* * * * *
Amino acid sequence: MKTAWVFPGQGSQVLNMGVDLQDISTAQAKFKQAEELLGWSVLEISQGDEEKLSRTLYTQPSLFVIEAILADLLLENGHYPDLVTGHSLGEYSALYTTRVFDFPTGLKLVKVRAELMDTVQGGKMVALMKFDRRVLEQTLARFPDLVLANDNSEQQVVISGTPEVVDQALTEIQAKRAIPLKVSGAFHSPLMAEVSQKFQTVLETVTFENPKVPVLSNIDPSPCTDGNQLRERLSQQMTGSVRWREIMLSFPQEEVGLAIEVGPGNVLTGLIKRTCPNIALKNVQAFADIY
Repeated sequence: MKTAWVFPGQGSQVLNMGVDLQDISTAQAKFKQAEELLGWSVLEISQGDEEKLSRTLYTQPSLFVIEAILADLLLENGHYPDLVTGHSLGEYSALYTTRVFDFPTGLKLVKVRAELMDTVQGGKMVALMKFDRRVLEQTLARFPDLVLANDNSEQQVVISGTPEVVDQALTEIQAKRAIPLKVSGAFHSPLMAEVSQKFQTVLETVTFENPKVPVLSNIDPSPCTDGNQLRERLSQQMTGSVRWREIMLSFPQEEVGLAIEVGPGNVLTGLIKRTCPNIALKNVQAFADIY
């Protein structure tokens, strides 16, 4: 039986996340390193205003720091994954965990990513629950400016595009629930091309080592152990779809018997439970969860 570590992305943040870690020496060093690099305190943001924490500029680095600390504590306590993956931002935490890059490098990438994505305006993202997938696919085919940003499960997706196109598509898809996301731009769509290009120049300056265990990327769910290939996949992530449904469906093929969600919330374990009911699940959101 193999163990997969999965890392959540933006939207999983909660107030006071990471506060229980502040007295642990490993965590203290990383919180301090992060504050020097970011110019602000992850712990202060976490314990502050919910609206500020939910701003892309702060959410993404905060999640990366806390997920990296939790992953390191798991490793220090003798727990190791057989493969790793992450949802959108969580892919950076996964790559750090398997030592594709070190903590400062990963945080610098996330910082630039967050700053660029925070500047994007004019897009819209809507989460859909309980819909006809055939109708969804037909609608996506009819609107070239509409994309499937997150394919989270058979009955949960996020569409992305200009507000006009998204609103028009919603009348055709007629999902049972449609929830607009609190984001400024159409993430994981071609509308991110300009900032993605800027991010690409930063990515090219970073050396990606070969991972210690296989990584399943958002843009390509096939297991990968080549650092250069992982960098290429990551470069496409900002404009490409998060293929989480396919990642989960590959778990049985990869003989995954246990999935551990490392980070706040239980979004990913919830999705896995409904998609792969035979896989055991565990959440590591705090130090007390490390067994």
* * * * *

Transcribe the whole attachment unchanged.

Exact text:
Amino acid sequence: MKTAWVFPGQGSQVLNMGVDLQDISTAQAKFKQAEELLGWSVLEISQGDEEKLSRTLYTQPSLFVIEAILADLLLENGHYPDLVTGHSLGEYSALYTTRVFDFPTGLKLVKVRAELMDTVQGGKMVALMKFDRRVLEQTLARFPDLVLANDNSEQQVVISGTPEVVDQALTEIQAKRAIPLKVSGAFHSPLMAEVSQKFQTVLETVTFENPKVPVLSNIDPSPCTDGNQLRERLSQQMTGSVRWREIMLSFPQEEVGLAIEVGPGNVLTGLIKRTCPNIALKNVQAFADIY
Repeated sequence: MKTAWVFPGQGSQVLNMGVDLQDISTAQAKFKQAEELLGWSVLEISQGDEEKLSRTLYTQPSLFVIEAILADLLLENGHYPDLVTGHSLGEYSALYTTRVFDFPTGLKLVKVRAELMDTVQGGKMVALMKFDRRVLEQTLARFPDLVLANDNSEQQVVISGTPEVVDQALTEIQAKRAIPLKVSGAFHSPLMAEVSQKFQTVLETVTFENPKVPVLSNIDPSPCTDGNQLRERLSQQMTGSVRWREIMLSFPQEEVGLAIEVGPGNVLTGLIKRTCPNIALKNVQAFADIY
């Protein structure tokens, strides 16, 4: 039986996340390193205003720091994954965990990513629950400016595009629930091309080592152990779809018997439970969860 570590992305943040870690020496060093690099305190943001924490500029680095600390504590306590993956931002935490890059490098990438994505305006993202997938696919085919940003499960997706196109598509898809996301731009769509290009120049300056265990990327769910290939996949992530449904469906093929969600919330374990009911699940959101 193999163990997969999965890392959540933006939207999983909660107030006071990471506060229980502040007295642990490993965590203290990383919180301090992060504050020097970011110019602000992850712990202060976490314990502050919910609206500020939910701003892309702060959410993404905060999640990366806390997920990296939790992953390191798991490793220090003798727990190791057989493969790793992450949802959108969580892919950076996964790559750090398997030592594709070190903590400062990963945080610098996330910082630039967050700053660029925070500047994007004019897009819209809507989460859909309980819909006809055939109708969804037909609608996506009819609107070239509409994309499937997150394919989270058979009955949960996020569409992305200009507000006009998204609103028009919603009348055709007629999902049972449609929830607009609190984001400024159409993430994981071609509308991110300009900032993605800027991010690409930063990515090219970073050396990606070969991972210690296989990584399943958002843009390509096939297991990968080549650092250069992982960098290429990551470069496409900002404009490409998060293929989480396919990642989960590959778990049985990869003989995954246990999935551990490392980070706040239980979004990913919830999705896995409904998609792969035979896989055991565990959440590591705090130090007390490390067994």